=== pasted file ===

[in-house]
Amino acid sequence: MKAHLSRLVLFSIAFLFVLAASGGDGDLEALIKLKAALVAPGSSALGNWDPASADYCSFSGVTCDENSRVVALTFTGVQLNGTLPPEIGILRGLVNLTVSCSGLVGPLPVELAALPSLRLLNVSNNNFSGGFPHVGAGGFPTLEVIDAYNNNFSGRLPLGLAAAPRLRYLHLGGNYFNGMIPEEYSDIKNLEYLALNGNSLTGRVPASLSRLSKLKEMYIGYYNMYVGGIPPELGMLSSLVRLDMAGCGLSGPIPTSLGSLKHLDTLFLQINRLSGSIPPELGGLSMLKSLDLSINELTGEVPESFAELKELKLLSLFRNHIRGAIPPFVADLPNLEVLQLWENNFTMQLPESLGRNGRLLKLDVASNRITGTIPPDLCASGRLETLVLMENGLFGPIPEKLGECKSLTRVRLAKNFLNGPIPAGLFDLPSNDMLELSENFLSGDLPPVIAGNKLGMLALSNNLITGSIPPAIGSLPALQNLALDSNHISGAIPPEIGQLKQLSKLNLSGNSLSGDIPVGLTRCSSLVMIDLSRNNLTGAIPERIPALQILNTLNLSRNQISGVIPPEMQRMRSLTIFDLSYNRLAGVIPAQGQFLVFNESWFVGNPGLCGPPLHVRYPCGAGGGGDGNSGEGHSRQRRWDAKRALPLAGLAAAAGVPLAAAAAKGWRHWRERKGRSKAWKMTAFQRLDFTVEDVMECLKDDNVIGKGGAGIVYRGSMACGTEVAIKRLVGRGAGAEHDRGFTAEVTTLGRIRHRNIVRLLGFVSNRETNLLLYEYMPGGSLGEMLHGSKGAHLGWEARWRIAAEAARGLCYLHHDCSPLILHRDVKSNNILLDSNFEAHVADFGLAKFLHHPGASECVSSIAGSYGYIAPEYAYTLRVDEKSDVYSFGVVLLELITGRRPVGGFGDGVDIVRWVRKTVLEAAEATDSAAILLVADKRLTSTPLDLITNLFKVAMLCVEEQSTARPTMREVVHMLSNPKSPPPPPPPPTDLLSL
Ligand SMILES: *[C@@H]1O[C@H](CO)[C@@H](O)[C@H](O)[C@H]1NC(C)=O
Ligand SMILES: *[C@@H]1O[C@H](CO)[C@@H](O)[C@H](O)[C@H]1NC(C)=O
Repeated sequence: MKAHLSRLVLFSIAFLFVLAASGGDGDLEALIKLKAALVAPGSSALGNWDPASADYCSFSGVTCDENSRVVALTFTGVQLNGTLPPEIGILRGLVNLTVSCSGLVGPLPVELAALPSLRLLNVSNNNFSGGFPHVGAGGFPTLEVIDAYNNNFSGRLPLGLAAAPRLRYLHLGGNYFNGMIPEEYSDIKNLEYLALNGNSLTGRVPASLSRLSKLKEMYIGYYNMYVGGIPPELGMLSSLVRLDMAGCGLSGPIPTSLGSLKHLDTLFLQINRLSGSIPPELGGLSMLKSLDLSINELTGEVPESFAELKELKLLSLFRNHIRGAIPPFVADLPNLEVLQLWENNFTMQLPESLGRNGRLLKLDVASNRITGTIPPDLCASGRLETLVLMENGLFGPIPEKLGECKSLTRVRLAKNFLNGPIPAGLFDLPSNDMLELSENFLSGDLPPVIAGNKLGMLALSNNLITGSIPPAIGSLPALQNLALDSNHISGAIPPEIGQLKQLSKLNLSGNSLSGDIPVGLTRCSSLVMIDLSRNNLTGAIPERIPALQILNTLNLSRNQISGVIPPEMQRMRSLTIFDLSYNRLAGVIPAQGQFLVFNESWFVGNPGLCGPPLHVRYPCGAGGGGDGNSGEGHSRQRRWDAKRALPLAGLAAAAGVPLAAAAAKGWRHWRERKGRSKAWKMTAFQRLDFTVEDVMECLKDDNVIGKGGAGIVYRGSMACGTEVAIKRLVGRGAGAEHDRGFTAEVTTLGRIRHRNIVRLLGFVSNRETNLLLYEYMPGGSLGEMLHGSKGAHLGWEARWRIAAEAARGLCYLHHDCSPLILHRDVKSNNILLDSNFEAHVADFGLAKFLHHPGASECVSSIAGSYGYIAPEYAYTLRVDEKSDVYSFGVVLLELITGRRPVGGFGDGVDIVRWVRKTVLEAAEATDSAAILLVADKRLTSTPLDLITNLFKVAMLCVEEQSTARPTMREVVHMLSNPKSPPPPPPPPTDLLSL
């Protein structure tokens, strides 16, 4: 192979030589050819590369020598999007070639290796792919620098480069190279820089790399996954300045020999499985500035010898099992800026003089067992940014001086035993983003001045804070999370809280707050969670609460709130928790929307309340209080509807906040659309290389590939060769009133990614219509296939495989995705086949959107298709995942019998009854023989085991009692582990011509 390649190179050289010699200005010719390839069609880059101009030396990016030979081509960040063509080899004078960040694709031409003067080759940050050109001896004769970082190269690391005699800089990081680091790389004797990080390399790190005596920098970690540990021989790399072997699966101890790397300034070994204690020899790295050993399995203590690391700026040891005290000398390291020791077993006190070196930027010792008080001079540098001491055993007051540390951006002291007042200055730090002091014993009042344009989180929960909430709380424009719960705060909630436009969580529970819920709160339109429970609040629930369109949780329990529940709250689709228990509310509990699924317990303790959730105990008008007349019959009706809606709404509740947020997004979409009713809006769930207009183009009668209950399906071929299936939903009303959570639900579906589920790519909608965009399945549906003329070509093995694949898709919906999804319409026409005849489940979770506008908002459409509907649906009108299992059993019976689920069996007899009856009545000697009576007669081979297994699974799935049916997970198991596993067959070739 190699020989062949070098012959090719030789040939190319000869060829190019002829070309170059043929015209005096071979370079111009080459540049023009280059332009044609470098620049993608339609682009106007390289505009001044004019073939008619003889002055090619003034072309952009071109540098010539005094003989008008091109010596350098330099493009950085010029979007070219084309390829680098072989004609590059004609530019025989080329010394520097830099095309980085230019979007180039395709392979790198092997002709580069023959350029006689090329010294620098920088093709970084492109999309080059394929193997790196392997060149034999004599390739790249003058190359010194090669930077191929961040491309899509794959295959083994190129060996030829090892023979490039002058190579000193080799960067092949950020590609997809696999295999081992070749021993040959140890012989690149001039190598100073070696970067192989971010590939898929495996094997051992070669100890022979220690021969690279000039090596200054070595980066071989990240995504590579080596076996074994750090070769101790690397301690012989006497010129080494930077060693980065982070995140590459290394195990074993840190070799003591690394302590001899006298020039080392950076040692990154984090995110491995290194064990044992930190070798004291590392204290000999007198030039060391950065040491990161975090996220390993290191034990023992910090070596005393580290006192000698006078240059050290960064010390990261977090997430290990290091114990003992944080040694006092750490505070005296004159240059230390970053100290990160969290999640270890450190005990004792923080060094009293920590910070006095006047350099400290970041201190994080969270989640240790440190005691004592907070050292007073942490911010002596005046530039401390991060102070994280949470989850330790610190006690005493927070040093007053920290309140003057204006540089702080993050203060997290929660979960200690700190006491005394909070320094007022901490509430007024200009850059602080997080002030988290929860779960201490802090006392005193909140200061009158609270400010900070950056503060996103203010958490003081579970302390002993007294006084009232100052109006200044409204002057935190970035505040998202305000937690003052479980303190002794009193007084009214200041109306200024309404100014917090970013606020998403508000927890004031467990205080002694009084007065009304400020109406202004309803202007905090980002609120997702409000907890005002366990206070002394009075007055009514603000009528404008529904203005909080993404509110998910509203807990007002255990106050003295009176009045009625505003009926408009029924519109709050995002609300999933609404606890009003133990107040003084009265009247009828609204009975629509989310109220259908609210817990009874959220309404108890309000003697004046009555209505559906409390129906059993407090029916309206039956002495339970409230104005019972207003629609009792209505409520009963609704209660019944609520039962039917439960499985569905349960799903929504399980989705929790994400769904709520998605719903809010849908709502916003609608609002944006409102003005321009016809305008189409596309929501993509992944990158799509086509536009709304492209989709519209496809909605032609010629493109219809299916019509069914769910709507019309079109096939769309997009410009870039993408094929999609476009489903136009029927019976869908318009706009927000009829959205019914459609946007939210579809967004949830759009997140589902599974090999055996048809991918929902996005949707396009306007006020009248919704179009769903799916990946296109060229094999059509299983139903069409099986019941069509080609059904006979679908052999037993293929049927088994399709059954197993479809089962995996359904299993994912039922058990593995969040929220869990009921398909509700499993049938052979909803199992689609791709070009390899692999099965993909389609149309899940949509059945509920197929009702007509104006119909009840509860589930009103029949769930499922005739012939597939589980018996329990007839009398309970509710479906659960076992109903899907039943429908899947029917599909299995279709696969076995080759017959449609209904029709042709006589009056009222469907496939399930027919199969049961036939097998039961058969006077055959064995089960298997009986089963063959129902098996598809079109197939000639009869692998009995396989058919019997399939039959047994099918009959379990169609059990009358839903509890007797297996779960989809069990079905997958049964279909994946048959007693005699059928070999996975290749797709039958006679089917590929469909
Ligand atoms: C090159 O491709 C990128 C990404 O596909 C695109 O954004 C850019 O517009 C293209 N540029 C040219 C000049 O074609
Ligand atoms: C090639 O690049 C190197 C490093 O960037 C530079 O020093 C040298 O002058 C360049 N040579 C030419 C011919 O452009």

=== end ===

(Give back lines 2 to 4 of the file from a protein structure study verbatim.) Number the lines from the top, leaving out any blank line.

Amino acid sequence: MKAHLSRLVLFSIAFLFVLAASGGDGDLEALIKLKAALVAPGSSALGNWDPASADYCSFSGVTCDENSRVVALTFTGVQLNGTLPPEIGILRGLVNLTVSCSGLVGPLPVELAALPSLRLLNVSNNNFSGGFPHVGAGGFPTLEVIDAYNNNFSGRLPLGLAAAPRLRYLHLGGNYFNGMIPEEYSDIKNLEYLALNGNSLTGRVPASLSRLSKLKEMYIGYYNMYVGGIPPELGMLSSLVRLDMAGCGLSGPIPTSLGSLKHLDTLFLQINRLSGSIPPELGGLSMLKSLDLSINELTGEVPESFAELKELKLLSLFRNHIRGAIPPFVADLPNLEVLQLWENNFTMQLPESLGRNGRLLKLDVASNRITGTIPPDLCASGRLETLVLMENGLFGPIPEKLGECKSLTRVRLAKNFLNGPIPAGLFDLPSNDMLELSENFLSGDLPPVIAGNKLGMLALSNNLITGSIPPAIGSLPALQNLALDSNHISGAIPPEIGQLKQLSKLNLSGNSLSGDIPVGLTRCSSLVMIDLSRNNLTGAIPERIPALQILNTLNLSRNQISGVIPPEMQRMRSLTIFDLSYNRLAGVIPAQGQFLVFNESWFVGNPGLCGPPLHVRYPCGAGGGGDGNSGEGHSRQRRWDAKRALPLAGLAAAAGVPLAAAAAKGWRHWRERKGRSKAWKMTAFQRLDFTVEDVMECLKDDNVIGKGGAGIVYRGSMACGTEVAIKRLVGRGAGAEHDRGFTAEVTTLGRIRHRNIVRLLGFVSNRETNLLLYEYMPGGSLGEMLHGSKGAHLGWEARWRIAAEAARGLCYLHHDCSPLILHRDVKSNNILLDSNFEAHVADFGLAKFLHHPGASECVSSIAGSYGYIAPEYAYTLRVDEKSDVYSFGVVLLELITGRRPVGGFGDGVDIVRWVRKTVLEAAEATDSAAILLVADKRLTSTPLDLITNLFKVAMLCVEEQSTARPTMREVVHMLSNPKSPPPPPPPPTDLLSL
Ligand SMILES: *[C@@H]1O[C@H](CO)[C@@H](O)[C@H](O)[C@H]1NC(C)=O
Ligand SMILES: *[C@@H]1O[C@H](CO)[C@@H](O)[C@H](O)[C@H]1NC(C)=O